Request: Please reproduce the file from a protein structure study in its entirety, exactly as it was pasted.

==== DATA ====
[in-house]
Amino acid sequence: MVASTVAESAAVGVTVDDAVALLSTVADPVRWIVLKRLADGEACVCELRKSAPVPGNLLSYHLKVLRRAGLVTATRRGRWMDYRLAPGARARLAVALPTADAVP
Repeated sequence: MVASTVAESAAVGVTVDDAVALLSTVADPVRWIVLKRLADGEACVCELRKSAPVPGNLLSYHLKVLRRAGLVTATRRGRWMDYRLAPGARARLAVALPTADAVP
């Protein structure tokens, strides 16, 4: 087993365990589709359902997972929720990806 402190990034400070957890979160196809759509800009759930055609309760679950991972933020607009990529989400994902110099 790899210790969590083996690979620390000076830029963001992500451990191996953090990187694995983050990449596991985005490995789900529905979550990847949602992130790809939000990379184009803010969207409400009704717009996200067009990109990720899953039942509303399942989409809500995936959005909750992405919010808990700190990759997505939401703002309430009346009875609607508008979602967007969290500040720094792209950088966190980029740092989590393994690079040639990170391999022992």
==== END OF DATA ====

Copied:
[in-house]
Amino acid sequence: MVASTVAESAAVGVTVDDAVALLSTVADPVRWIVLKRLADGEACVCELRKSAPVPGNLLSYHLKVLRRAGLVTATRRGRWMDYRLAPGARARLAVALPTADAVP
Repeated sequence: MVASTVAESAAVGVTVDDAVALLSTVADPVRWIVLKRLADGEACVCELRKSAPVPGNLLSYHLKVLRRAGLVTATRRGRWMDYRLAPGARARLAVALPTADAVP
């Protein structure tokens, strides 16, 4: 087993365990589709359902997972929720990806 402190990034400070957890979160196809759509800009759930055609309760679950991972933020607009990529989400994902110099 790899210790969590083996690979620390000076830029963001992500451990191996953090990187694995983050990449596991985005490995789900529905979550990847949602992130790809939000990379184009803010969207409400009704717009996200067009990109990720899953039942509303399942989409809500995936959005909750992405919010808990700190990759997505939401703002309430009346009875609607508008979602967007969290500040720094792209950088966190980029740092989590393994690079040639990170391999022992």